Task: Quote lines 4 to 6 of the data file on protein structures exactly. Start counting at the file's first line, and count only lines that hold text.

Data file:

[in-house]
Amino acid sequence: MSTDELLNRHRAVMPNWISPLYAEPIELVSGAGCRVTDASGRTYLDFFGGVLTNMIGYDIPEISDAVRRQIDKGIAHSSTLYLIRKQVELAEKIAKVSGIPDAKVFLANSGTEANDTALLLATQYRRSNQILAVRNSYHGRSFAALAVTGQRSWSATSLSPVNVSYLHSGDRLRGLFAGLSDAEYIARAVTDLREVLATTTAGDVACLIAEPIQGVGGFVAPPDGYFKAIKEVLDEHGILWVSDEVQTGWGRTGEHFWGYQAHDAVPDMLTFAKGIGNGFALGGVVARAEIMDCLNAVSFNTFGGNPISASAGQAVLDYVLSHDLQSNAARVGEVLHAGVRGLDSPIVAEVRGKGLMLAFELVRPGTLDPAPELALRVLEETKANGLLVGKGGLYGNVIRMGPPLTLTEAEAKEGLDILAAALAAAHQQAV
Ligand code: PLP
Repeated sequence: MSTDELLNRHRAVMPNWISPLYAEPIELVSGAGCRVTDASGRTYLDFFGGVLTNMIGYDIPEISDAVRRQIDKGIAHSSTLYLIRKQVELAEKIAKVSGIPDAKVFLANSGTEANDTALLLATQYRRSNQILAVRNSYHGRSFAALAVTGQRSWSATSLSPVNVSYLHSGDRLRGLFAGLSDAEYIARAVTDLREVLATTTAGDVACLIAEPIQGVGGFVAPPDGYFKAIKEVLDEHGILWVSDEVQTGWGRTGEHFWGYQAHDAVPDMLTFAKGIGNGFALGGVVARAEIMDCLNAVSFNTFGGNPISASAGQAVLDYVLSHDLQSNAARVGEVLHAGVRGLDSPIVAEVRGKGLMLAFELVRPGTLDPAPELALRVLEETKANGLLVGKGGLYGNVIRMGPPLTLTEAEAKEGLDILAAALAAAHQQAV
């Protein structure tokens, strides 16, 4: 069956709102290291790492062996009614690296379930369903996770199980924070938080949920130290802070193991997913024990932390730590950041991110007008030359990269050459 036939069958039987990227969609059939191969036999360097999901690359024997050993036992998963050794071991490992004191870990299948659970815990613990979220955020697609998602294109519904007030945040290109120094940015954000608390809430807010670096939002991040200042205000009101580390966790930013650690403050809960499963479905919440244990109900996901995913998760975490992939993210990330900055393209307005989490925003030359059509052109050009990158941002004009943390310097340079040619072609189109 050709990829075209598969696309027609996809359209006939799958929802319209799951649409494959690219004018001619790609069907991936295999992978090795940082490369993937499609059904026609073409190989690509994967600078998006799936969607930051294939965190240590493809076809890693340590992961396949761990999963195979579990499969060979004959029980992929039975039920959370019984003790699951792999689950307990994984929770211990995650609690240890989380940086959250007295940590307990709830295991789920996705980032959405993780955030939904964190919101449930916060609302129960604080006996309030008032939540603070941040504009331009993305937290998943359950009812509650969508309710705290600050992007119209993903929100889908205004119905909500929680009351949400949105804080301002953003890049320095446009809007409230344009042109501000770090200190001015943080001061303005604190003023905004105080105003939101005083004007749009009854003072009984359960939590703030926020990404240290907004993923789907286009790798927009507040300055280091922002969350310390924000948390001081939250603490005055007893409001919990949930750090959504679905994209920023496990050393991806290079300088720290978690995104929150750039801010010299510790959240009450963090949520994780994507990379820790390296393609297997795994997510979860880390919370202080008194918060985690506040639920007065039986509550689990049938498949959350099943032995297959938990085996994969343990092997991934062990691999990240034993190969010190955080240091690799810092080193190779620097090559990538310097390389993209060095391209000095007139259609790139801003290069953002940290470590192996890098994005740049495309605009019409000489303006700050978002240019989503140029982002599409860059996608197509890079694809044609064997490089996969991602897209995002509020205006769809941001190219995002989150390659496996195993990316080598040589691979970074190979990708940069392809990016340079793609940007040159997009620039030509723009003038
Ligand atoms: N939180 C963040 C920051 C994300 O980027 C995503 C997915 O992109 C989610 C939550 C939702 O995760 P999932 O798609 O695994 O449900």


Repeated sequence: MSTDELLNRHRAVMPNWISPLYAEPIELVSGAGCRVTDASGRTYLDFFGGVLTNMIGYDIPEISDAVRRQIDKGIAHSSTLYLIRKQVELAEKIAKVSGIPDAKVFLANSGTEANDTALLLATQYRRSNQILAVRNSYHGRSFAALAVTGQRSWSATSLSPVNVSYLHSGDRLRGLFAGLSDAEYIARAVTDLREVLATTTAGDVACLIAEPIQGVGGFVAPPDGYFKAIKEVLDEHGILWVSDEVQTGWGRTGEHFWGYQAHDAVPDMLTFAKGIGNGFALGGVVARAEIMDCLNAVSFNTFGGNPISASAGQAVLDYVLSHDLQSNAARVGEVLHAGVRGLDSPIVAEVRGKGLMLAFELVRPGTLDPAPELALRVLEETKANGLLVGKGGLYGNVIRMGPPLTLTEAEAKEGLDILAAALAAAHQQAV
């Protein structure tokens, strides 16, 4: 069956709102290291790492062996009614690296379930369903996770199980924070938080949920130290802070193991997913024990932390730590950041991110007008030359990269050459 036939069958039987990227969609059939191969036999360097999901690359024997050993036992998963050794071991490992004191870990299948659970815990613990979220955020697609998602294109519904007030945040290109120094940015954000608390809430807010670096939002991040200042205000009101580390966790930013650690403050809960499963479905919440244990109900996901995913998760975490992939993210990330900055393209307005989490925003030359059509052109050009990158941002004009943390310097340079040619072609189109 050709990829075209598969696309027609996809359209006939799958929802319209799951649409494959690219004018001619790609069907991936295999992978090795940082490369993937499609059904026609073409190989690509994967600078998006799936969607930051294939965190240590493809076809890693340590992961396949761990999963195979579990499969060979004959029980992929039975039920959370019984003790699951792999689950307990994984929770211990995650609690240890989380940086959250007295940590307990709830295991789920996705980032959405993780955030939904964190919101449930916060609302129960604080006996309030008032939540603070941040504009331009993305937290998943359950009812509650969508309710705290600050992007119209993903929100889908205004119905909500929680009351949400949105804080301002953003890049320095446009809007409230344009042109501000770090200190001015943080001061303005604190003023905004105080105003939101005083004007749009009854003072009984359960939590703030926020990404240290907004993923789907286009790798927009507040300055280091922002969350310390924000948390001081939250603490005055007893409001919990949930750090959504679905994209920023496990050393991806290079300088720290978690995104929150750039801010010299510790959240009450963090949520994780994507990379820790390296393609297997795994997510979860880390919370202080008194918060985690506040639920007065039986509550689990049938498949959350099943032995297959938990085996994969343990092997991934062990691999990240034993190969010190955080240091690799810092080193190779620097090559990538310097390389993209060095391209000095007139259609790139801003290069953002940290470590192996890098994005740049495309605009019409000489303006700050978002240019989503140029982002599409860059996608197509890079694809044609064997490089996969991602897209995002509020205006769809941001190219995002989150390659496996195993990316080598040589691979970074190979990708940069392809990016340079793609940007040159997009620039030509723009003038
Ligand atoms: N939180 C963040 C920051 C994300 O980027 C995503 C997915 O992109 C989610 C939550 C939702 O995760 P999932 O798609 O695994 O449900």